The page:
What will happen if climate change is not addressed.
Severe climate change is already happening. The pre-industrial global mean surface temperature was .2°C. Currently it is 1.1°C. The ice sheets in Greenland and Antarctica are melting at an unprecedented rate. Half of the Great Barrier Reef has died while record-breaking wildfires have destroyed forests in America, Australia and The Taiga.
If nothing is done to stop climate change it’s predicted to rise to 2°C by between 2030 and 2040.
The climate could change to a new state if a series of cyclic events are triggered; this is known as a tipping point. One example of this is the Arctic, where permafrost, earth that has been kept below zero °C, is thawing. Its dark surface absorbs heat and releases methane which then further adds to planetary warming.
Temperatures of above 4°C are likely to cause more tipping points and some that trigger other tipping points which could further raise temperatures to 6 or even 8°C. Anything above 5°C would render the earth unrecognisable and uninhabitable.
There are twelve main catastrophic events that will occur if climate change is not stopped.
The first of these is heat death. If by 2050 to 2060 if the predicted temperature of 3°C is reached most trees will die and drought prone areas in Australia, central America and Southern Africa will be uninhabitable.
If the global temperature rises to 4°C by 2070, there will be hellish heat waves of a magnitude not seen for 5 million years. The tropics will be unliveable and billions of people will die or have to relocate. Deserts will spread across Europe causing people to flee to the Baltic, Scandinavia and the United Kingdom. The few animals that escape death by direct heat will not survive because they will have nowhere to go.
The second catastrophic event is hunger. Every degree of warming causes the yield of staple crops to drop by about ten per cent. Grain accounts for about forty per cent of the global diet. The United Nations has estimated that nearly twice as much food will be needed in 2050 to deal with the rising world population. Increased insect activity, fungus, disease and extreme weather events could further reduce crop yields and declining soil fertility, drought and increased CO2 will decrease the nutritional value of plants. People will suffer nutritional deficiencies and many will die of starvation.
The third catastrophe of climate change is flooding and drowning. If the world’s glaciers and ice caps melt as predicted the global sea level will rise 70 meters, which will flood every coast on the planet displacing or drowning 600 million people.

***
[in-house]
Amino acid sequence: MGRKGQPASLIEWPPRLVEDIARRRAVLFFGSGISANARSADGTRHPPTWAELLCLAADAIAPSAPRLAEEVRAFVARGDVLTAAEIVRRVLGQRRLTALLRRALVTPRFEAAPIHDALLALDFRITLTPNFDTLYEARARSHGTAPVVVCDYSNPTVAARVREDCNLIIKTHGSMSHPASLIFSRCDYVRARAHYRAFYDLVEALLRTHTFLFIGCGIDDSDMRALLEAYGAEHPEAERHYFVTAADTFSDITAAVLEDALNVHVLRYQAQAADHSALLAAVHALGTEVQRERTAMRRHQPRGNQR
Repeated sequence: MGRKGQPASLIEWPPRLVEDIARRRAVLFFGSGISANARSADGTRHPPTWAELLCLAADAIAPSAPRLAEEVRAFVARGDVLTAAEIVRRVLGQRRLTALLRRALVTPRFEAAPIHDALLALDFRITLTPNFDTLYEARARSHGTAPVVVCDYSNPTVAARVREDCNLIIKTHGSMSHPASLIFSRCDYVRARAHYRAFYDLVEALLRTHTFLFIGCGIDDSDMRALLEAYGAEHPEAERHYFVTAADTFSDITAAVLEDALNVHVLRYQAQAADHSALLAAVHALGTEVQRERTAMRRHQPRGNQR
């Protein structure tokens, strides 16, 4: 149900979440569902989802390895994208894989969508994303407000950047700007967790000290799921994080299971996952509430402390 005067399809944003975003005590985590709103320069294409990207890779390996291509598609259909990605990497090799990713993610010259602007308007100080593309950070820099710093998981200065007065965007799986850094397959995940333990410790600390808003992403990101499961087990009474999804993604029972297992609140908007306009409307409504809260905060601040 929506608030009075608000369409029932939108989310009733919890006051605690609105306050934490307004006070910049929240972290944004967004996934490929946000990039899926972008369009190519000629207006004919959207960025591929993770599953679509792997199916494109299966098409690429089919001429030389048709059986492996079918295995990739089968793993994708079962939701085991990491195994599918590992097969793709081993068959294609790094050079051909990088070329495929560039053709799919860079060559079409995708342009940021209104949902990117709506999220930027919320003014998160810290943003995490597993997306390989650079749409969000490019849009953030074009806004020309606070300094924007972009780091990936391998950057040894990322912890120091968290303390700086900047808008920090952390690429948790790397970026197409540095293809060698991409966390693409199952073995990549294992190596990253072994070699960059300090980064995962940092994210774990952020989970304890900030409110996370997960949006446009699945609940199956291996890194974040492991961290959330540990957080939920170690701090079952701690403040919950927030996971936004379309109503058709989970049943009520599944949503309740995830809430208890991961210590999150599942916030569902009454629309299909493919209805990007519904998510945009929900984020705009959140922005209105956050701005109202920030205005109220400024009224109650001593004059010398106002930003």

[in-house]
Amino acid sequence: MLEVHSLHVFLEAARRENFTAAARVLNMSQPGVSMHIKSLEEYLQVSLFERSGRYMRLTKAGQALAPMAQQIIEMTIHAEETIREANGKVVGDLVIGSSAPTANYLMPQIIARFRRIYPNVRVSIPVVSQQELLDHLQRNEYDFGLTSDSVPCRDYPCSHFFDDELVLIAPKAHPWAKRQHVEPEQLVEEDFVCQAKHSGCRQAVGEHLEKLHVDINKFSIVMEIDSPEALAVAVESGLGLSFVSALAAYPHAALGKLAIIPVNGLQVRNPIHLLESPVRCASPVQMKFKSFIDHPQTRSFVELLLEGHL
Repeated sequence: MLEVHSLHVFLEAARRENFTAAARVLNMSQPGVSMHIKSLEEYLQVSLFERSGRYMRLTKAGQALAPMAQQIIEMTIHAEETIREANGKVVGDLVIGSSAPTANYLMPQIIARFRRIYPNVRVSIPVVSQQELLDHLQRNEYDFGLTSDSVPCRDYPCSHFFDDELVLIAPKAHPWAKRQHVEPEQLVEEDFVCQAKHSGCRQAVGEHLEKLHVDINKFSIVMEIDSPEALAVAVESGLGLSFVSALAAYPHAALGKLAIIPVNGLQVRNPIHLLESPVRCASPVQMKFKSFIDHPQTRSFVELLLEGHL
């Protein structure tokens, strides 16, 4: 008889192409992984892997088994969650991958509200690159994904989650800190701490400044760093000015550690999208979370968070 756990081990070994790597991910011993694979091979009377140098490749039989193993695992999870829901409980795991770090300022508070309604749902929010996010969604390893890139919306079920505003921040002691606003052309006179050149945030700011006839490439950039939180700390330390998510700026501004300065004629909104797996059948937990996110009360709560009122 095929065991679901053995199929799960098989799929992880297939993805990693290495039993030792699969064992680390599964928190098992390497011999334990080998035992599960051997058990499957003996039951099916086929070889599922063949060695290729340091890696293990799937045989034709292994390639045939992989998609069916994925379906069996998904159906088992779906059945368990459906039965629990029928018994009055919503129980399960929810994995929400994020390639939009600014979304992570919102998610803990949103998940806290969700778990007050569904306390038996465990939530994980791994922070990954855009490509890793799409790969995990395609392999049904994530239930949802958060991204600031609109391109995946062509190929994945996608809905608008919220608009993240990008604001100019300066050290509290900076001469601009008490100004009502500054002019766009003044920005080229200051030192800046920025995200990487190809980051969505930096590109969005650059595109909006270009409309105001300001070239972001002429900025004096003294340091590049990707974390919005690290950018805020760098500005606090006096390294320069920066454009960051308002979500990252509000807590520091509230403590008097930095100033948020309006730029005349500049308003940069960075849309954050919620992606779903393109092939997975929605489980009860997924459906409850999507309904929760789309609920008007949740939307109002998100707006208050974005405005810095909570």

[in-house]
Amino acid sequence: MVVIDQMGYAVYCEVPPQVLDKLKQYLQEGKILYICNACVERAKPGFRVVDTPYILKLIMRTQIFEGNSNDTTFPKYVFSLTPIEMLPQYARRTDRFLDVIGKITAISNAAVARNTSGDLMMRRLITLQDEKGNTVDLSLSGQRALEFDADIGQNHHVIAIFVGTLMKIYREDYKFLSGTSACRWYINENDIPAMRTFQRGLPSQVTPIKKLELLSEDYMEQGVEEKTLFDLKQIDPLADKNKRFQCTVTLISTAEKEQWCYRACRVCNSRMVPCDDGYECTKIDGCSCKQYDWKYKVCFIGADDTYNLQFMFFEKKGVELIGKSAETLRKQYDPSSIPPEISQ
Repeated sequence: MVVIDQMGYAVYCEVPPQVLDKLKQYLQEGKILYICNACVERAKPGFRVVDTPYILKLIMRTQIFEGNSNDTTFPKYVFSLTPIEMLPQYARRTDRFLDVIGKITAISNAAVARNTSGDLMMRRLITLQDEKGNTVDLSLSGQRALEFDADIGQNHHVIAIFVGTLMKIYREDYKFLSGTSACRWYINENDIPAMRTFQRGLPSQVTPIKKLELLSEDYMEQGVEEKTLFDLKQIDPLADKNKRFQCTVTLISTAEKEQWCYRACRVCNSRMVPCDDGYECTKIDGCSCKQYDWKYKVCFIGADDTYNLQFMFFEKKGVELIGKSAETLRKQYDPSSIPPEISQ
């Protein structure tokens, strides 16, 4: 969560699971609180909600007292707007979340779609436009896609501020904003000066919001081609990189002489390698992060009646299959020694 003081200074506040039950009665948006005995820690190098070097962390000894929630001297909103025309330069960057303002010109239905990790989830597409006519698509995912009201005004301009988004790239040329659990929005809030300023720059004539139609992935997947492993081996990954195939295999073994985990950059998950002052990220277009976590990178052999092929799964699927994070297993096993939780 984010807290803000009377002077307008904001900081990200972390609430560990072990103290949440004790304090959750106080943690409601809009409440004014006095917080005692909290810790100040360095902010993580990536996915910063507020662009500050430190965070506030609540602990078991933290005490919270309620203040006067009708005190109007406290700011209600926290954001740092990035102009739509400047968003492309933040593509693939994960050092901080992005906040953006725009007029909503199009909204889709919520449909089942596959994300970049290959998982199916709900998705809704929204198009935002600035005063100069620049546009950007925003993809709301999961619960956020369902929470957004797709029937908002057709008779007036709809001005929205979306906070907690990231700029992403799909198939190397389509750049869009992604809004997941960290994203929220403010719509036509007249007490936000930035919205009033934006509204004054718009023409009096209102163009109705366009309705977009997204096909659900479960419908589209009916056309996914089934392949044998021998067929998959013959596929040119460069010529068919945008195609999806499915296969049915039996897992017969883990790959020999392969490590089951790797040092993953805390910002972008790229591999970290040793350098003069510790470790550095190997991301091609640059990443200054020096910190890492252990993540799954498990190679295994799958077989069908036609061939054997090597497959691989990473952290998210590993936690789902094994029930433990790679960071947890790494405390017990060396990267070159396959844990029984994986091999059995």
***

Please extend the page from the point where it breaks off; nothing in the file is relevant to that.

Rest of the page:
150 million people are currently living on land that will be below high-tide by mid-century. Climate Central’s interactive online maps of sea level and coastal flood risk show South Vietnam underwater by 2030. By 2050 other cities including Jakarta, Mumbai, Basra, Bangkok and Shanghai could be gone.
The fourth catastrophe of climate change is increased wildfires. When trees die or are burnt, they release CO2 which increases global warming and consequently causes more trees die or burn. Tree loss from fire is one of the most feared feedback loops. Currently wildfires are killing between 260,000 and 600,000 people each year. 3bn animals were killed or displaced in the Australian 2019-2020 bushfires. The Amazon rainforest is a crucial home for indigenous people and countless animal and plant species but is likely to burn down in the next decade.
The fifth catastrophe of climate change is unnatural disasters. Extreme climate events such as tornados, floods, droughts, major hurricanes, extreme rainstorms, much larger hailstones and unbearable global heat waves will occur. With the rising sea level, storm surges -, tsunami like coastal floods - will be common. In the Northern latitudes intense blizzards will occur.
The sixth is, water stress. one-quarter of the World's population that will face this. Water stress which is when water resources are insufficient for the country’s needs. The countries are in the Middle East and North Africa, already the most water stressed regions. For every degree of global warming around seven per cent of the world’s population will have 20 per cent less water. By 2030 global water demand is predicted to outstrip supply by forty per cent.
Almost one quarter of the world’s population depend on water sources from glaciers and snow that melts from high elevations and are used downstream for drinking water. However, by then this ice may no longer exist.
The seventh catastrophe of climate change is dying oceans. Seventy per cent of the Earth is sea. About 25 per cent of all CO2 emissions are absorbed by it. This comes at a cost because the ocean has become acid as a result, harming plankton and its ability to photosynthesise. Phytoplankton soak up 48 per cent of global carbon dioxide and produce oxygen during this process and are food for bigger species. Acidity affects all ocean species and causes fish populations to decline. One fifth of the protein eaten by humans is provided by the sea.